For a Moment That Night

  • Cast Number: 1
  • Run-time: 12 minutes
  • Bible Reference: Luke 2
A monologue from a person who lived just across the Bethlehem street from the stable, and how he almost, (but not quite), got personally involved with the happenings of that night.

Cast: 1 could be m or f

Costume: likely, but not necessarily, traditional

Sample of script:

actor enters stage, looks offstage, frowns

Can you believe it?
Sending a pregnant woman, a woman about to deliver a baby, to a dirty, cold barn!
The nerve of that man!
Sold every room he had at inflated prices . . .
“Forces of supply and demand” said The Innkeeper, a big grin on his face!
“Supply and demand” indeed!
He knew that the young couple had no choice; there wasn’t so much as a broom closet in all of Bethlehem that hadn’t been rented out.
“We in the hospitality trade shall be forever indebted to Caesar Augustus,” The Innkeeper said with a mirthless laugh! “Never before has Bethlehem seen such traffic, and never before have we had such opportunity for additional revenue!”
The rogue!
The scoundrel!
Lining his greedy pockets through the misfortune of others!
For a moment there that night I almost told him what I thought of his handling of the young couple!
Unconscionable is what!
looks into audience as though listening to someone, becomes annoyed
Yes, for sure a workman is worthy of his hire, and he who provides service has full right to fair returns!
But a barn is not a worthy lodging. And the sum he charged the young man from Nazareth was likely neither fair nor humane!
looks into audience, frowns
Who am I?
Thaddeus is my name.
I live in Bethlehem, just across the road from the inn.
For several days I had watched the cavalcade of visitors pouring into Bethlehem. From all over the country came these descendants of David, forced to come here, to register. Yes to register, so that the Romans might more methodically, more meticulously, more mercilessly dig out even more taxes from the people who lived like cattle under the Roman occupation.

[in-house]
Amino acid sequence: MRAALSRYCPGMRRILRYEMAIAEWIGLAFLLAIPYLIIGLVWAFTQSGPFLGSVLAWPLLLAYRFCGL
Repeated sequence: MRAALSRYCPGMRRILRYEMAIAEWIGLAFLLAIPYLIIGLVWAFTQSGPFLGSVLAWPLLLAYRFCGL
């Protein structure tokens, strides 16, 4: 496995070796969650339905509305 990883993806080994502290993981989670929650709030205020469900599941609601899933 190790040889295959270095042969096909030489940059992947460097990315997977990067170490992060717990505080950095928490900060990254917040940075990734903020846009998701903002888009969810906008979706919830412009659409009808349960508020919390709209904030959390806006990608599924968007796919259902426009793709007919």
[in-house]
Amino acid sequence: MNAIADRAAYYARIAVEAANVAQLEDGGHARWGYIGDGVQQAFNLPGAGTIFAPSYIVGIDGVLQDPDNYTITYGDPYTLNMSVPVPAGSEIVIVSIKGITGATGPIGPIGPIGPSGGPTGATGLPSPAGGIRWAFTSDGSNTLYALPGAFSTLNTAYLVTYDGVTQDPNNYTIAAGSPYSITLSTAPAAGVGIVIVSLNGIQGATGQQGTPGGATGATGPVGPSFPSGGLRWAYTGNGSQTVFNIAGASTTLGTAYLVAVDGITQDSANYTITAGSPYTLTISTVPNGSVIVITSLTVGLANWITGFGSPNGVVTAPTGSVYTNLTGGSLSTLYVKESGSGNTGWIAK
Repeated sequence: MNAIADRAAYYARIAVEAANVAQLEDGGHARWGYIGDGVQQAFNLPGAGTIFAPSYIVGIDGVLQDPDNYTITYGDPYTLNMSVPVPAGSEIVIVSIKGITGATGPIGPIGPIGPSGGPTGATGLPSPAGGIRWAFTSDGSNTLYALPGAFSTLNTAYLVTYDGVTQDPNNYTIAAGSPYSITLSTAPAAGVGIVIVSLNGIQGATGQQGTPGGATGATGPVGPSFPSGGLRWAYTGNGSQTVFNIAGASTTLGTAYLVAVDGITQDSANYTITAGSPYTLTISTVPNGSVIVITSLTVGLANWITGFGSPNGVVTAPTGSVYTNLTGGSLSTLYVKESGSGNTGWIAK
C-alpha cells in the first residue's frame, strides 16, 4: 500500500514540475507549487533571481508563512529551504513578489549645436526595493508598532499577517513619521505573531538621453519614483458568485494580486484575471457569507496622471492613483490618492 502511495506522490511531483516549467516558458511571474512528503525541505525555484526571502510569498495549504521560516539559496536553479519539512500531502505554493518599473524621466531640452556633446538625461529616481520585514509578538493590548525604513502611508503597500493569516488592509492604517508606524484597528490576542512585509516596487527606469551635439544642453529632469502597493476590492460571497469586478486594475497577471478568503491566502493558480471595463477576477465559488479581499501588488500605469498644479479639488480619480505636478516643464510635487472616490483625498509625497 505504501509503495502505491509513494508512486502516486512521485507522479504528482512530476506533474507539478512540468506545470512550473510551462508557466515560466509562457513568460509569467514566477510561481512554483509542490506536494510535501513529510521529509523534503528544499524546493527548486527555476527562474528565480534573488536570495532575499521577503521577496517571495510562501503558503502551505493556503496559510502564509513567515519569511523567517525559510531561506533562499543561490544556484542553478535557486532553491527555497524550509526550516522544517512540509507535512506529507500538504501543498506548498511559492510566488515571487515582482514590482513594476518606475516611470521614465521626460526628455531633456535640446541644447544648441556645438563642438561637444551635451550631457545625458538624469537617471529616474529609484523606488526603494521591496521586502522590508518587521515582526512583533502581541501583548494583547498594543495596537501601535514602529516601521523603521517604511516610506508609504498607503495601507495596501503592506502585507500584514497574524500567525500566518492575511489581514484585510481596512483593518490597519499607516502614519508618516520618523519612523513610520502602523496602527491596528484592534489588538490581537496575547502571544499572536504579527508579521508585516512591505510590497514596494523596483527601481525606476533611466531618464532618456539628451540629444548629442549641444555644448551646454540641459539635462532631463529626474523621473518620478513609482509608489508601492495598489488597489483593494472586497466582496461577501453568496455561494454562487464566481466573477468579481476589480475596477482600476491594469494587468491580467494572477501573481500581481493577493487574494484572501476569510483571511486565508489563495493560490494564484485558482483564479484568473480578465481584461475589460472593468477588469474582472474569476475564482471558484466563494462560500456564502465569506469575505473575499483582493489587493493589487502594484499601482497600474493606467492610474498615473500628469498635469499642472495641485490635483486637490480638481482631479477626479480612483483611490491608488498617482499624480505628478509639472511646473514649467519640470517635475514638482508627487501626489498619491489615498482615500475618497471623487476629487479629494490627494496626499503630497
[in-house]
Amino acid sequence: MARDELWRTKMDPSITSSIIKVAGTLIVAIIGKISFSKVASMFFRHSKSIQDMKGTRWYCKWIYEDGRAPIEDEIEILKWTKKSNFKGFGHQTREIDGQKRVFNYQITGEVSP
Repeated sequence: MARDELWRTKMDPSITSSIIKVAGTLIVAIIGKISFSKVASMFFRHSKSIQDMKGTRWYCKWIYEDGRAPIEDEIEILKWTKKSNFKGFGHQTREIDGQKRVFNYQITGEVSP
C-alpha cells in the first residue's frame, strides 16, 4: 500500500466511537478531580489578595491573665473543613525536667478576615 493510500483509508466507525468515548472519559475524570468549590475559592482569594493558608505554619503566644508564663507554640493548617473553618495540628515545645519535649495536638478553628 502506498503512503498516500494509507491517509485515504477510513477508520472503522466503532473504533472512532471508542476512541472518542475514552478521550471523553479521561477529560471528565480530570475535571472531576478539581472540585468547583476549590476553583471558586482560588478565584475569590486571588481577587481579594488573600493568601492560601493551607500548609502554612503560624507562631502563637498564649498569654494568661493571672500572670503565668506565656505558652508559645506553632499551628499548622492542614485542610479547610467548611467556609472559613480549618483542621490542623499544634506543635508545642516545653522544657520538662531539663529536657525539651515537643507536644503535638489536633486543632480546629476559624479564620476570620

After all, it would not be good that even one work-worn descendant of David be missed, since this would mean that the Romans would miss out in gouging the last penny from his poor burdened body.
The Romans! An overbearing lot, demanding more and more; allowing our people to keep less and less of the returns of their toil.
I tell you, I stared in amazement, in disbelief, in horror, as The Innkeeper led the boy and his young wife to the barn out behind the inn. And left them there. In the night, in the cold.
I tell you, every shred of decency within me struggled as I saw what was going on. I don’t mind telling you that for a moment there that night it was almost more than I could do to restrain myself, to keep from calling out to the young couple to come and enjoy the warmth of my home. Of course I didn’t, after all, how was I to know who these two might be, and what danger they might pose to my family.
In the next hours I watched from a safe distance, curious as to who this couple was. The night turned colder and I worried about the young couple, hoping that they would not suffer from the cold in that dirty old barn.
I tell you, for a moment there that night I thought seriously about taking some blankets over to the barn, so that they would have protection from the biting cold. I didn’t, of course. My wife greatly prized her blankets, she made them with great precision and care, certainly it would not be right to put such beautiful works of art in a dirty old barn! But my anger did rise, wondering how The Innkeeper could be so callous as to not take more blankets to the couple!
Throughout that night I watched from the shadows as there was a steady stream of people coming to that barn. Amazing! For whatever reason there was literally the full gamut of society, from peasants to kings, a constant parade of visitors.
What would bring these people to a dirty old barn?
For a moment there that night I thought of walking across the street myself, to see what was going on. I didn’t of course, I mean, it was a cold night, and it was comfortable there beside my pleasant fire.
Besides, one must be careful about getting involved.
As I watched and listened from the warm safety of my house, several times I saw the young husband come out of the barn and pace back and forth. Instinctively I knew that the baby would soon be born.

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